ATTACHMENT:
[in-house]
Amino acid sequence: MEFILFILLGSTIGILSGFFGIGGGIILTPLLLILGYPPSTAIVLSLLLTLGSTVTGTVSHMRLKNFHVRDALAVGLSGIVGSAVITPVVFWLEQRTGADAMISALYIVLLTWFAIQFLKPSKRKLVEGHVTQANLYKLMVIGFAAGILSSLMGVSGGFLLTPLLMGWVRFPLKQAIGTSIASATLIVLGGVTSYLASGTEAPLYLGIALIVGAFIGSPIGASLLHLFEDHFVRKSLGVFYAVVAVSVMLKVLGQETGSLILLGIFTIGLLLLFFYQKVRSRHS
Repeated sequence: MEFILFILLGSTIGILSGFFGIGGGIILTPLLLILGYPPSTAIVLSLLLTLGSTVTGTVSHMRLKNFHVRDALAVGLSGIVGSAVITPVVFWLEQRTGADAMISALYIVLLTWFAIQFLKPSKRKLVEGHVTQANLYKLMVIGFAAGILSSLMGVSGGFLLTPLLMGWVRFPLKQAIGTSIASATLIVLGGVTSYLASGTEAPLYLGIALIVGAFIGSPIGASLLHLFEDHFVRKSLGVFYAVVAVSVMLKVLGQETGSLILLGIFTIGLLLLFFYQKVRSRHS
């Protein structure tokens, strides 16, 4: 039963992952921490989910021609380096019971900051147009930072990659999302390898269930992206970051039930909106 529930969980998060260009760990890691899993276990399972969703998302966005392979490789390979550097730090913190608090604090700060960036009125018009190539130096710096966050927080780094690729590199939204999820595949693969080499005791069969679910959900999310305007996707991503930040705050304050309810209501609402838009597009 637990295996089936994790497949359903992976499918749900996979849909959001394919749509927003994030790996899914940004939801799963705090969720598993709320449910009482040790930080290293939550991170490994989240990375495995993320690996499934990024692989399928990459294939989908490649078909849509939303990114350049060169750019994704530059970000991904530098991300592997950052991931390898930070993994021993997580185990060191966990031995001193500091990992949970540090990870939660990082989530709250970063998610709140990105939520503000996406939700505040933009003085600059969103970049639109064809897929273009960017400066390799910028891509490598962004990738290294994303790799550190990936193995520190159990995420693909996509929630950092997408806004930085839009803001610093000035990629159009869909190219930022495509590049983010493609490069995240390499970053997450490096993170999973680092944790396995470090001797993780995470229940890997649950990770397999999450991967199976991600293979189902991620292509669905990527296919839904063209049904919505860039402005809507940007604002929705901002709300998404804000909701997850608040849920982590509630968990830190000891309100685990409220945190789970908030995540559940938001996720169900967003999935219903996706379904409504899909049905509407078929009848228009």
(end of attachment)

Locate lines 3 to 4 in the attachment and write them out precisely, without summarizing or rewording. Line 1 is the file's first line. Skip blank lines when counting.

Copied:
Repeated sequence: MEFILFILLGSTIGILSGFFGIGGGIILTPLLLILGYPPSTAIVLSLLLTLGSTVTGTVSHMRLKNFHVRDALAVGLSGIVGSAVITPVVFWLEQRTGADAMISALYIVLLTWFAIQFLKPSKRKLVEGHVTQANLYKLMVIGFAAGILSSLMGVSGGFLLTPLLMGWVRFPLKQAIGTSIASATLIVLGGVTSYLASGTEAPLYLGIALIVGAFIGSPIGASLLHLFEDHFVRKSLGVFYAVVAVSVMLKVLGQETGSLILLGIFTIGLLLLFFYQKVRSRHS
């Protein structure tokens, strides 16, 4: 039963992952921490989910021609380096019971900051147009930072990659999302390898269930992206970051039930909106 529930969980998060260009760990890691899993276990399972969703998302966005392979490789390979550097730090913190608090604090700060960036009125018009190539130096710096966050927080780094690729590199939204999820595949693969080499005791069969679910959900999310305007996707991503930040705050304050309810209501609402838009597009 637990295996089936994790497949359903992976499918749900996979849909959001394919749509927003994030790996899914940004939801799963705090969720598993709320449910009482040790930080290293939550991170490994989240990375495995993320690996499934990024692989399928990459294939989908490649078909849509939303990114350049060169750019994704530059970000991904530098991300592997950052991931390898930070993994021993997580185990060191966990031995001193500091990992949970540090990870939660990082989530709250970063998610709140990105939520503000996406939700505040933009003085600059969103970049639109064809897929273009960017400066390799910028891509490598962004990738290294994303790799550190990936193995520190159990995420693909996509929630950092997408806004930085839009803001610093000035990629159009869909190219930022495509590049983010493609490069995240390499970053997450490096993170999973680092944790396995470090001797993780995470229940890997649950990770397999999450991967199976991600293979189902991620292509669905990527296919839904063209049904919505860039402005809507940007604002929705901002709300998404804000909701997850608040849920982590509630968990830190000891309100685990409220945190789970908030995540559940938001996720169900967003999935219903996706379904409504899909049905509407078929009848228009």